Saturday, 4 June 2016

Kaffir Lime

Photo: Will Luo
Kaffir Lime leaves bring an elusive, slightly floral flavour to Thai food. But how do you use the bounty of this thorny brut?

Native to tropical Asia, Kaffir lime is a fragrant member of the citrus family. The tree is small and shrubby with distinctive leaves that have a petiole almost as large and wide as the leaf blade. Both the leaves & pungent, knobbly fruit are key ingredients in the cuisines of South East Asia, particularly Thailand, where they form the sensory backbone of so many curries, soups and spice pastes.
It is best summed up as the elusive, floral and resinous quality lurking beneath the surface of many famous Thai dishes. The two-lobed leaves are added to curries, and the rind of the fruit is used widely in spice pastes. They have very little juice which is bitter & sour, & never used in cooking, but it is said to make a good shampoo which i have yet to try. Both leaves and rind are assertively aromatic with notes of Citron, Damask Rose and Violets.

Photo: Robyn Jay

Fresh Kaffir leaves can only sometimes be found at premium supermarkets or fruit stores. So it is probably best to grow your own little tree for the rare occasion you need some. Fresh, tender young leaves are the preferred choice for salads. To slice the leaves for salads, slice on either side of the stem, which is tough and so best removed. Then tightly roll up and thinly shred. Whole leaves are leathery and largely inedible so remove before serving. The fruit eventually ripen to a spongey, dull yellow but are best used when hard, shiny and green. The riper they are the lower the essential oil content and therefore flavour.
Most garden centres stock the trees these days and given a warm, frost-free & sunny spot they will keep you well supplied with leaves and fruit for many years. They are very thorny trees, so take care where you plant them.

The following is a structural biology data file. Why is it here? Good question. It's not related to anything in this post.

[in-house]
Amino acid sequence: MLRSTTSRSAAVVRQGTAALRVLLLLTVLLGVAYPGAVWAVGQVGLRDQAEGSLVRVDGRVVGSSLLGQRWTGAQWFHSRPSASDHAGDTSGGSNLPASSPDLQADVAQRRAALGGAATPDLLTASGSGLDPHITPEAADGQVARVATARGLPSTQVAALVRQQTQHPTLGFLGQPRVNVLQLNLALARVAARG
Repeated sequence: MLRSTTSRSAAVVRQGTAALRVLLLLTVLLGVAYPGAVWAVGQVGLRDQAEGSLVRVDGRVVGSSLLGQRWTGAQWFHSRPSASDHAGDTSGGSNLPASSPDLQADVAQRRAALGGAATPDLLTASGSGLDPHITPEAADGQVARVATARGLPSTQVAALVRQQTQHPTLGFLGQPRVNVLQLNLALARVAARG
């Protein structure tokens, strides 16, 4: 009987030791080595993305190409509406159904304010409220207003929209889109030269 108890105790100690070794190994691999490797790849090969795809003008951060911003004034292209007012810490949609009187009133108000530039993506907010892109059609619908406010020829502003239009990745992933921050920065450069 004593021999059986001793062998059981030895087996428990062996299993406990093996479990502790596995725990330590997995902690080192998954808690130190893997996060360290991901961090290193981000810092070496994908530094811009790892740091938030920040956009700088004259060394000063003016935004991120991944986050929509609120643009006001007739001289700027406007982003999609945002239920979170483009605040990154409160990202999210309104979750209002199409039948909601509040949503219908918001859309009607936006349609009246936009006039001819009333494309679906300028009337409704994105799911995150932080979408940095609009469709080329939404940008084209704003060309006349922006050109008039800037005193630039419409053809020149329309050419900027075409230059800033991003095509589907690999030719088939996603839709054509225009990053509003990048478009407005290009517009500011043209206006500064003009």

Last time i was in Koh Phangan, Thailand i did a cooking course & learnt how to make Thai Red Curry from scratch. Here's the recipe:

Thai Red Curry

Paste ingredients:
1 thumb Galangal
1 tsp Black Peppercorns
1 tsp Salt
1/2 tsp Shrimp Paste.
3 cloves Garlic
2 Shallots
2 Coriander Roots
2 Lemongrass stalks
1/2 Kaffir Lime, zested.
2 dried Red Chillies, rehydrated.
400ml Coconut Cream
4 Kaffir Lime leaves, shredded.
2 TBS Fish Sauce
1 TBS Palm Sugar
3 sprigs Thai Basil

1. Finely chop all the ingredients. Then pound well in a mortar.
2. Fry the Paste in oil.
3. Add the Coconut Cream & Kaffir Lime leaves. Simmer for 3 mins. Season with Fish Sauce & Palm Sugar. 
4. Add in the Prawns, when they are cooked add in the Thai Basil.
5. Move to a serving bowl & garnish with Kaffir Lime leaves & Thai Basil leaves. Serve with Rice.

**Note: The word 'kaffir' is a highly offensive racial slur of colonial South African origins. It was originally directed at black Africans. The popularity of the fruit among these slaves is thought to have led to its common name. It's unfortunate that this name has stuck but if you must use the 'K' word, try to mispronounce it, e.g. 'kaff-eer', never 'kaff-uh'.


  1. I have an abundantly fruiting Karrir lime tree. The fruit is very juicy and I use it as well as the leaves and zest in a lot of recipes. The tree grows in a fairly moist area of the garden and is sheltered. My favourite tree ? Bjw

  2. Hi Bjw thanks for the comment. I also love my Kaffir Limes. Their leaves have to be one of my favourites to crush & sniff as ramble in the garden. I find though the juice to be incredibly bitter and probably wouldn't use it myself in cooking. Here is a great article i read the other day about using Kaffir Limes in cooking may be of some interest. Cheers Troy.